You may be surprised how someone can express a career of several diverse jobs in one inspiring sentence. However, Roger Ream, the president of The Fund for American Studies, is able to articulate his experience in the public and non-profit sector succinctly. Ream’s success, he claims, is a result of his “passion for economic education and improving economic literacy.”
A passionate career that started with two “chance meetings”.
Roger’s passion for economics began during his undergraduate career at Vanderbilt University when he met David Jones, The Fund for American Studies’ founder. That meeting was the result of a chance meeting with David Boaz, a classmate at Vanderbilt and now executive vice president of the Cato Institute. Boaz invited Roger to a meeting with David Jones the following day. Jones encouraged Roger to partake in a Fund for American Studies summer internship program and that fostered a friendship that eventually led to Roger being offered a position at The Fund.
Roger did not always have his sights set on becoming the president of The Fund for American Studies. He spent more than a decade trying his hand at a number of diverse jobs: Field Representative for Congressman Philip Crane, a position on the Senior Staff as Director of Seminars with the Foundation for Economic Freedom—both of which were the result of internships—a job as the Special Assistant to Congressman Ron Paul, and as a co-founder of a grassroots citizen group called Citizens for a Sound Economy (now Americans for Prosperity). It wasn’t until 1991 that Roger joined The Fund for American Studies’ team as the Executive Vice President, and it wasn’t until 1998 that he became President after founder David Jones passed away. “It’s funny how it works”, Roger said after some reflection, “how you can meet someone in college and they have such a huge impact on your life!”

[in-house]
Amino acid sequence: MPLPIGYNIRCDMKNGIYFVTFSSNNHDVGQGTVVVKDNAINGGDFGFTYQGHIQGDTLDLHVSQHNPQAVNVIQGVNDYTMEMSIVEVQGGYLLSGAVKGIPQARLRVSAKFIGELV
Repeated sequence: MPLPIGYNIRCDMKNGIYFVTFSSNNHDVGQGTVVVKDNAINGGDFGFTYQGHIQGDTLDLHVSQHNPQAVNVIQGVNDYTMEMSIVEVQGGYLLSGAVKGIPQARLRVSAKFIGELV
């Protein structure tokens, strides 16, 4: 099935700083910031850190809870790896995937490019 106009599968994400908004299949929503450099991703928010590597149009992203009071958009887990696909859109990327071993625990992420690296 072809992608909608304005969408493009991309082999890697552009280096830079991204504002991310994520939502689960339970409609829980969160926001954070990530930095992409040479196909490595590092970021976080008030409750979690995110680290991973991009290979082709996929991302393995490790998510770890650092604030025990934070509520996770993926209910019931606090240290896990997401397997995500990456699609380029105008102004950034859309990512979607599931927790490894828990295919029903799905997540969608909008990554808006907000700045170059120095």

The moral of this story? Don’t shut out your options and be flexible in your career path. An unexpected opportunity or meeting may change your life.
All of Roger’s positions have aligned with his aforementioned passion for economic education. He explained that all aspects of his career path involved cultivating an interest in economics in people and the importance of economic literacy to some degree.
What matters most is what people in society think and therefore reaching young people with ideas is crucial, because policy is ultimately the outcome of the ideas that people hold.
He wants the next generation to be interested and educated in economics and devotes his work at The Fund to carrying out that goal; running programs on four continents dedicated to political and economic literacy in young professionals.
Roger also takes his goal far beyond his profession. He serves on the boards of many foundations dedicated to increasing political and economic interest in young people. He avidly supports AFF’s conservative and libertarian efforts as an advisory board member. In addition, he serves on the boards of Foundation for Economic Education, the U.S. Air Force Academy Foundation and the International Freedom Educational Foundation. He is also past president of the Philadelphia Society and a member of the Mont Pelerin Society and Talent Market.
Persistence: the key to success and happiness.
To young, ambitious professionals, Roger recommends networking and building as many strong relationships as possible. “Be persistent,” he says. “Follow-up is extremely important. Don’t hesitate to call people multiple times.”
Roger believes that following ones passions is extremely important in a career, stressing the point that if possible you should not settle for just any job:
Follow what you are passionate about. You won’t be satisfied with your job unless you are doing something that you think is worthwhile and you’re doing the best job you can do.
A final piece of advice from Roger.
In life there are always highs and lows, times where you face setbacks and challenges and other times where you can enjoy great accomplishments. But you always have to realize that’s part of life. You have to stay focused on certain goals that you want to reach at the end of the day and not let the setbacks get you down too much.
If you are interested in the work of The Fund for American Studies, make sure to visit their website here.
Christine Smith is an intern with America’s Future Foundation this summer through the Fund for American Studies.
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